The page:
In analogy to the prion-like behavior of α-synuclein in Parkinson’s disease (Masuda-Suzukake et al., 2013), intercellular transmission of TDP-43 has been suggested to be the molecular basis for the spreading of symptoms (Ravits and La Spada, 2009) and associated cellular pathology (Brettschneider et al., 2014) in ALS. We therefore used our TDP-43 oligomerization assay to investigate a possible cell-to-cell transmission of TDP-43. Upon transfection with TDP-L1 and -L2, robust luciferase signal was detected in both HEK-293 cells and the respective culture medium (Fig. 3 A). After culturing nontransfected HEK-293 cells in CM derived from TDP-L1/-L2 (oligomer-derived signal) or TDP-Luc (TDP-43 fused to full-length luciferase, i.e., total TDP-43 signal)–transfected HEK-293 cells for 72 h, luciferase activity could be measured in the recipient cells even after repeated washing (Fig. 3 B). This indicates cellular uptake of total TDP-43 and/or dimers and oligomers, respectively, from the medium. This finding could be confirmed in primary cultures of cortical mouse neurons: cultured neurons were transduced with a rAAV6.2 viral vector harboring TDP-Luc or were cotransduced with rAAV6.2 TDP-L1 and rAAV6.2 TDP-L2. Upon cultivation of naive mouse neurons with respective CM, robust luciferase activity could also be measured in the recipient mouse neurons after an intensive washing procedure (Fig. 3 C). Our luciferase system thus proved neuron-to-neuron transmission of cell-derived full-length TDP-43, at least partially in a dimeric/oligomeric form.
Preferential uptake and toxicity of microvesicular/exosomal TDP-43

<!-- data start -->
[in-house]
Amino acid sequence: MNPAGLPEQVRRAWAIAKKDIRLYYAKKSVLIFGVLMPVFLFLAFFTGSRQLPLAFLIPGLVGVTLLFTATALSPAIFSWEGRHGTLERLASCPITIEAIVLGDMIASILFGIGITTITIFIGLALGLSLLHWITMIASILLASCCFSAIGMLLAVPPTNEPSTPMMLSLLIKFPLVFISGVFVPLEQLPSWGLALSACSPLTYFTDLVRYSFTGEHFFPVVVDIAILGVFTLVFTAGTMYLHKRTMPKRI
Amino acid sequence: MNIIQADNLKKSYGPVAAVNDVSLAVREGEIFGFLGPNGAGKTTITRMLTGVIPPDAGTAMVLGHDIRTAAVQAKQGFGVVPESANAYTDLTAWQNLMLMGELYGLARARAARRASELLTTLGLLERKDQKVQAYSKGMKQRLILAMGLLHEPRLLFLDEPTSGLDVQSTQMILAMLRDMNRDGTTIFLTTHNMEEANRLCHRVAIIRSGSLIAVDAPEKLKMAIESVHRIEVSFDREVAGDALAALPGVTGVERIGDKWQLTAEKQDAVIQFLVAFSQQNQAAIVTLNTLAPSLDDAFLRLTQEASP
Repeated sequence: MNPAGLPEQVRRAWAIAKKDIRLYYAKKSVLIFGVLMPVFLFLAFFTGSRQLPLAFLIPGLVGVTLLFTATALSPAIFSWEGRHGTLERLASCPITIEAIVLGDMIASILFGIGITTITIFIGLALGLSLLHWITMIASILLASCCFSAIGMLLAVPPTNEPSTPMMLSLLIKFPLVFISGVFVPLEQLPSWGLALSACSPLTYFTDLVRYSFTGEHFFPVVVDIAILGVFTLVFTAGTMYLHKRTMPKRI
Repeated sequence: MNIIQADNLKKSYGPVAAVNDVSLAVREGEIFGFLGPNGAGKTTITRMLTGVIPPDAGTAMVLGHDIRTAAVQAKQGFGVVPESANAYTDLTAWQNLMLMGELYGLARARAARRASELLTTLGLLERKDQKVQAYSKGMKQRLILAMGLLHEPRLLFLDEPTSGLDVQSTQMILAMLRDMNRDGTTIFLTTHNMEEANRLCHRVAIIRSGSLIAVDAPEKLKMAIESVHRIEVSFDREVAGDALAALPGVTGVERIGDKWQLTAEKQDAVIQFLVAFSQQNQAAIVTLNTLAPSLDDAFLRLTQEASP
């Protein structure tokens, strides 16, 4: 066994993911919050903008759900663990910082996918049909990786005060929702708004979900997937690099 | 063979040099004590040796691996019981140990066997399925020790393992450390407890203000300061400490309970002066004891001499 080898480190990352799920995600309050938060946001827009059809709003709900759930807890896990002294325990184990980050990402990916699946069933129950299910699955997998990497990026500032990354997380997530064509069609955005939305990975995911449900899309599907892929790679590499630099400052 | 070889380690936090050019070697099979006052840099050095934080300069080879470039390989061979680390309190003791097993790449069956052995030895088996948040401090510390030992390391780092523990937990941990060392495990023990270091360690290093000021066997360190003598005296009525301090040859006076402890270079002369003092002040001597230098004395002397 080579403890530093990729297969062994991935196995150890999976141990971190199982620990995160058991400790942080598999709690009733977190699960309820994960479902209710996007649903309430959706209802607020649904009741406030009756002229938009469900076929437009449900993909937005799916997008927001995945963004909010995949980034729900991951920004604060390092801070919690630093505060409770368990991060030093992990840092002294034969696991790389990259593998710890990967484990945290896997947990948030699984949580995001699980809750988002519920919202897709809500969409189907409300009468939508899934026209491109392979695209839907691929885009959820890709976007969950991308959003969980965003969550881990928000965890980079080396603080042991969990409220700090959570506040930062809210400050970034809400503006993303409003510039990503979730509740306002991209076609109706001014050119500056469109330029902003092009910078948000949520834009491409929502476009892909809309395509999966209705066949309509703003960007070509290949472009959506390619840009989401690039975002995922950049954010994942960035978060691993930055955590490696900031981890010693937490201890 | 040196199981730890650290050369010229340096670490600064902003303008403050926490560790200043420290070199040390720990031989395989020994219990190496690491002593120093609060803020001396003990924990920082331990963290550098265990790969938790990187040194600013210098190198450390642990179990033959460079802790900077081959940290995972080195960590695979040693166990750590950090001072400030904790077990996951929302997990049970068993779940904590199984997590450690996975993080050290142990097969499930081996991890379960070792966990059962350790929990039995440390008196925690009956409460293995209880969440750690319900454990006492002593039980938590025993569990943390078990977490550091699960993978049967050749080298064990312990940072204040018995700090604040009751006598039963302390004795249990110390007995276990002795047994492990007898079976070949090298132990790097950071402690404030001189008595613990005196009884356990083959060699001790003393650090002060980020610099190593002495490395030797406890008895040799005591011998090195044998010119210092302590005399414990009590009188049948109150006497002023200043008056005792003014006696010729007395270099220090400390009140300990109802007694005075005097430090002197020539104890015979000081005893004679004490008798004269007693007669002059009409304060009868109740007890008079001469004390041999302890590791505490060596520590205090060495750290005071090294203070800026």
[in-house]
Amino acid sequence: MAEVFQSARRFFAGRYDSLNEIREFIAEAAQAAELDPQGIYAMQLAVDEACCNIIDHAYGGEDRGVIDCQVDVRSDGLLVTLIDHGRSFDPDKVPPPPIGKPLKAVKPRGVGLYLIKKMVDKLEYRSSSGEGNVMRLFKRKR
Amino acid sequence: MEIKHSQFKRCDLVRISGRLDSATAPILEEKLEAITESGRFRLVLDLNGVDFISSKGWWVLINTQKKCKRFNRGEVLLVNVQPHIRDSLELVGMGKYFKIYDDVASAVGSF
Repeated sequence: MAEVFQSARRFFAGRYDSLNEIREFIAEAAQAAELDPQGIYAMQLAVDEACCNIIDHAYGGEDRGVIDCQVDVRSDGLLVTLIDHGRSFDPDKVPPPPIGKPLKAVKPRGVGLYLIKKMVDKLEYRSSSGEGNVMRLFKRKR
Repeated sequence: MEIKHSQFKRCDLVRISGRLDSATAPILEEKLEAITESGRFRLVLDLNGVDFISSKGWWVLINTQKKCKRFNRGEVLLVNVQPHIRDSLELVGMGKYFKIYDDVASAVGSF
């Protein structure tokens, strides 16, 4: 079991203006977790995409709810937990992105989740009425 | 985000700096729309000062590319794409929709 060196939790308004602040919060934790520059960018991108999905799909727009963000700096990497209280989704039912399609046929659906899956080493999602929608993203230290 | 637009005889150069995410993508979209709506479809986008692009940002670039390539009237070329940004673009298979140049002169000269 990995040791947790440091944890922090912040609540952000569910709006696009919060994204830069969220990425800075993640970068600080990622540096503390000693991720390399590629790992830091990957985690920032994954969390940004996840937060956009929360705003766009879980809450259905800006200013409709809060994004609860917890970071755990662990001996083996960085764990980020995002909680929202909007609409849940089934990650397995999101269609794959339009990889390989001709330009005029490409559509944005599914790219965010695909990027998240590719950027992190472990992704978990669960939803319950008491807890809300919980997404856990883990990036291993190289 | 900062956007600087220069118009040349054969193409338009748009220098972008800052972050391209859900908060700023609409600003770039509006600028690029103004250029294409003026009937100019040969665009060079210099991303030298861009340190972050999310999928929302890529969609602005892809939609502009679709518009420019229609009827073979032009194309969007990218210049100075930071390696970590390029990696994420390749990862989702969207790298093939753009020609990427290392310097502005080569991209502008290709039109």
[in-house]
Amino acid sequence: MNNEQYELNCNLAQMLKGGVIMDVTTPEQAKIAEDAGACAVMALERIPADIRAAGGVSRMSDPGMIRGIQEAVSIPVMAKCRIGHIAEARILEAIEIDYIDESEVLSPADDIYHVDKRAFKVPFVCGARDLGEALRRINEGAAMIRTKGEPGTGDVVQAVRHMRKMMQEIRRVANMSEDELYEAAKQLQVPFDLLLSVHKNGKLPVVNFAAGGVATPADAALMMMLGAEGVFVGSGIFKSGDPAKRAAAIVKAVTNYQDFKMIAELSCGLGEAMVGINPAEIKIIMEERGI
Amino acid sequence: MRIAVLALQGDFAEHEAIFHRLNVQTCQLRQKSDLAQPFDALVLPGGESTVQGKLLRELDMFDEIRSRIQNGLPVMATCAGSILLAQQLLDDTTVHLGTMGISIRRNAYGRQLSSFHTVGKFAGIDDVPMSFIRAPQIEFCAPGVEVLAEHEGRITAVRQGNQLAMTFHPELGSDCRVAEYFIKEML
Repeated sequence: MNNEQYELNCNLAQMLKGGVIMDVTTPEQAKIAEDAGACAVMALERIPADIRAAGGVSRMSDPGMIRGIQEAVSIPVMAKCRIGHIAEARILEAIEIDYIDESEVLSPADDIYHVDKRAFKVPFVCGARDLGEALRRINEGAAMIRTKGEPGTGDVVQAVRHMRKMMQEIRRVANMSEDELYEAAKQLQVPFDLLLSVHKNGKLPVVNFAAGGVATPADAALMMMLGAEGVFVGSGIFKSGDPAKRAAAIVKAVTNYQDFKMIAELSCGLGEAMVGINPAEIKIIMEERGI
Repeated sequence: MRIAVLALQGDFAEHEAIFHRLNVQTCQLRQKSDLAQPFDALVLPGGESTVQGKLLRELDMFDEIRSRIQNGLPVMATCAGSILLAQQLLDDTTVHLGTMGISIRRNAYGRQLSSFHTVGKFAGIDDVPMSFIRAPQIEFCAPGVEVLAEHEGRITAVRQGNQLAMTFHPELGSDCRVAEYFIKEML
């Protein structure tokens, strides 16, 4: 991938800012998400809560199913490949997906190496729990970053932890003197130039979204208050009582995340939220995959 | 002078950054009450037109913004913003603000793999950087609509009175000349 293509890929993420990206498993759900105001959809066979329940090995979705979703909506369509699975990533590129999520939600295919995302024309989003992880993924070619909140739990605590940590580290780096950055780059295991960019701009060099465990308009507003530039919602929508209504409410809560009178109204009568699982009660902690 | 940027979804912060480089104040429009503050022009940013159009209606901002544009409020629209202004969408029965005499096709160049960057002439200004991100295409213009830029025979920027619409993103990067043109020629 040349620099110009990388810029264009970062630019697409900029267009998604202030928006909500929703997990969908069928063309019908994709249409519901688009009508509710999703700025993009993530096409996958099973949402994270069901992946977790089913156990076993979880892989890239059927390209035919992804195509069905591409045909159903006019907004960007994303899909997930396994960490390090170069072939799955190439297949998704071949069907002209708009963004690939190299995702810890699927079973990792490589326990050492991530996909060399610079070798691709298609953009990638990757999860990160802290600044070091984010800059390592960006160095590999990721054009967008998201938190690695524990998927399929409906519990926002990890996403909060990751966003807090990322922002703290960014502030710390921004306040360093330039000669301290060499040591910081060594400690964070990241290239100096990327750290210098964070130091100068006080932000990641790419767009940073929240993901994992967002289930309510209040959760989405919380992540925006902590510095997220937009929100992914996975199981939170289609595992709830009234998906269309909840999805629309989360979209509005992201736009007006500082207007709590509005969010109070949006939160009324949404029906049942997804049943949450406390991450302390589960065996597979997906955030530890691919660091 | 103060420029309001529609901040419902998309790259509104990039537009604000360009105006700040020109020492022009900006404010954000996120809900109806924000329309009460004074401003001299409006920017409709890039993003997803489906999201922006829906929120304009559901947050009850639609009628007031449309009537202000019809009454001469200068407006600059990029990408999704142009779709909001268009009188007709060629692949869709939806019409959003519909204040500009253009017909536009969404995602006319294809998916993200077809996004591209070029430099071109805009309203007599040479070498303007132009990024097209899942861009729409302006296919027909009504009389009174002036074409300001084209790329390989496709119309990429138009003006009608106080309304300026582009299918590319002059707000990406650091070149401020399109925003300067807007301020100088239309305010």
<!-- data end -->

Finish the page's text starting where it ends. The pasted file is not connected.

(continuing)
There are several possible intercellular transmission pathways for proteins, for example as a secreted free protein or packaged in vesicular bodies such as microvesicles/exosomes (MVEs). As exosomal transfer has already been shown to be relevant in other neurodegenerative diseases, e.g., transmission of toxic α-synuclein oligomers in Parkinson’s disease models (Danzer et al., 2012), we sought to investigate whether TDP-43 can also be transmitted by MVEs. To this end, HEK-293 cells were transfected with myc-tagged TDP-43, and MVEs were prepared 72 h later. To demonstrate the purity of the MVE fraction, we first examined the MVEs for the presence of the exosomal markers flotillin-1, CD-63, and the absence of contaminating cell organelles such as mitochondria, endoplasmic reticulum (Bcl-2), and Golgi apparatus (GM130; Fig. S1 A). Transmission EM (TEM) of ultrathin sections of the MVEs further confirmed the presence of intact vesicles with lipid bilayer membranes (Fig. 4 A). Characterization of the MVEs by nanosight measurements showed a depletion of MVE-sized particles in the MVE-free supernatant compared with the CM before ultracentrifugation (Fig. S1 B). Furthermore, the mode of particle size of the MVEs is in accordance with previously published results of HEK-293–derived MVEs (Fig. S1, C and D; Chernyshev et al., 2015). In agreement with recent biochemical and mass spectrometry data of endogenous TDP-43 (Feneberg et al., 2014), immunogold-TEM of our MVEs clearly proved the presence of TDP-43 in the lumen of microvesicles (Fig. 4, B and C). Interestingly, in addition to intraluminal localization of TDP-43, we further detected MVE-membrane–associated TDP-43 (Fig. 4 D). Additionally, Western blot analysis confirmed the presence of both endogenous TDP-43 and myc–TDP-43 in MVEs of myc–TDP-43–transfected HEK-293 cells (Fig. 4 E). Moreover, robust luciferase activity in MVEs from TDP-Luc– but also TDP-L1/-L2–transfected cells demonstrated that MVE-packaged TDP-43 comprises a dimeric/oligomeric subfraction (Fig. 4 F). Notably, luciferase alone without being fused to TDP-43 was not targeted to MVEs (Fig. 4 F), indicating that MVE targeting was specific for TDP-43 and not promoted by the luciferase tag. Furthermore, we observed that MVE-packaged TDP-43 was taken up much more efficiently than non-MVE–packaged free TDP-43 by both naive HEK-293 cells (Fig. 4 G) and cultured primary neurons (Fig. 4 H). In addition, this increase in cellular uptake of TDP-43 also translated into higher toxicity in recipient neurons, as shown by caspase-3/7 measurements, where MVE-packaged TDP-43 exerted higher toxicity than did equal amounts of non-MVE–packaged TDP-43 (Fig. 4 I).